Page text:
Gog & Magog Covered in Fog
Must see places along the Shipwreck Coast
The best way to travel the Shipwreck Coast is by renting a car or a tour guide with no itinerary but just a mission to explore.
The entire Shipwreck Coast is packed with incredible coastline and completely diverse. It’s the part of land that pokes out to the south that ships would crash into and stretches for 130kms, so the area isn’t one region due to similar terrain.
Cape Otway is the furthest south-east point of the Shipwreck Coast and the first time that you’ll enter the area if traveling from Melbourne or Geelong along the Great Ocean Road. The main attraction of this area is the Cape Otway Lighthouse, although the area is surrounded by dense dry Eucalyptus forest and an ancient cool-climate rain forest in the Great Otway National Park.
Traveling west from Cape Otway along the Great Ocean Road will give you loads of options to turn left off the main road. By taking any of these for the next 20-30 kilometres (until you’re out of the forest) will take you on a short drive back to the Shipwreck Coast where you’ll find some incredible sights. There are still the remains of a shipwreck at Wreck Beach and thousands of Dinosaur bones have been found at Dinosaur Cove, but these places can be pretty tricky to get down to and can certainly be dangerous with the wrong weather or a high tide.
We’re going on an expedition soon to explore Dinosaur Cove and Wreck Beach, we’ll blog about it in the coming months!
About 20-30kms west of Cape Otway, the forest along the coastline disappears and the terrain completely changes. As you exit the forest, you’ll come to Princetown on the Gellibrand River and you’ll then be in the world-famous Port Campbell National Park.
The Port Campbell National Park is the absolute highlight of the natural sights along worth visiting on the Shipwreck Coast. It’s where you’ll find the 12 Aposltes, which is Australia’s most visited natural tourist attraction and the infamous sight of most well-known shipwreck on the entire coastline, the Loch Ard Gorge and Mutton Bird Island.
This national park is incredible. You can easily spend many days here and stay at the beautiful town of Port Campbell that is full of accommodation, from luxury options to a backpackers hostel. If you’re staying overnight or just passing through for the day, make sure you take a look at our Port Campbell National Park Travel Guide for way more information & plenty of other places that aren’t mentioned here.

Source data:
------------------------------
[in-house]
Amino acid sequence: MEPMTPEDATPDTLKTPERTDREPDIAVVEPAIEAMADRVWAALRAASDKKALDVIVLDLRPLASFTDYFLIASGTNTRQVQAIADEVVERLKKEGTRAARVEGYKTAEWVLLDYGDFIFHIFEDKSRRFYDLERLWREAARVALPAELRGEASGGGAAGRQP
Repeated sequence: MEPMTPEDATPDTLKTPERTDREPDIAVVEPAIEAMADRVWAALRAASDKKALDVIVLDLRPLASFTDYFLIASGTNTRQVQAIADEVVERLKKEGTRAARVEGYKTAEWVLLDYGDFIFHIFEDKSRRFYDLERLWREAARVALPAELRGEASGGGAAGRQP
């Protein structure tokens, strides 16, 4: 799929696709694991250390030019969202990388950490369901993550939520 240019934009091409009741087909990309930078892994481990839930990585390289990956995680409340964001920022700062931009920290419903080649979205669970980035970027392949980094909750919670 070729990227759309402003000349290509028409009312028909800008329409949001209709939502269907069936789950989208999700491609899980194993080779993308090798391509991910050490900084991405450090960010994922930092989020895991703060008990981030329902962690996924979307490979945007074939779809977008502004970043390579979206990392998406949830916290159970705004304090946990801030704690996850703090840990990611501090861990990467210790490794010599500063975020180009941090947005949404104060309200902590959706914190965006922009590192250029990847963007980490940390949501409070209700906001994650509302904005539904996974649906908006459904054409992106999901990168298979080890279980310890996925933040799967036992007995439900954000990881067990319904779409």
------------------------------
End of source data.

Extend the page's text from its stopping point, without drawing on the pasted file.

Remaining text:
Once you leave the Port Campbell National Park, after checking places like the Grotto and London Bridge, there are dozens of more similar sights that you can take a look at. After you go past Peterborough and reach the Bay Of Islands, you’ll be out of the national park but only about half way along the Shipwreck Coast.
Further west is Warrnambool, which famous for Whales breeding there each year and it’s the largest city between Melbourne and Geelong and Adelaide, making it the largest city on the Shipwreck Coast. The Great Ocean Road ends in Allansford, which you’ll drive past just before you reach Warrnambool. If you have the time for it, this is a really nice place to take things a bit slower and go on a search for wildlife. Other than being one of the best places in country for spotting marine life, there are also hundreds of birds that live in and around the town.
Finally, you’ll reach Port Fairy, which was recently voted the worlds most livable town. This is a really beautiful small town and where the Shipwreck Coast ends. heading further west from here has a similar coastline all the way into and past the Limestone Coast in South Australia.
Although we’ve explored the start and end of the Shipwreck Coast in detail, we haven’t yet taken videos and photos, but we’re working on it! We’ve put together a small guide on the Port Campbell National Park, the main attraction of the area and over the second half of 2020 we look forward to adding a whole heap photos and information about the rest of the Shipwreck Coast for you to take a look at!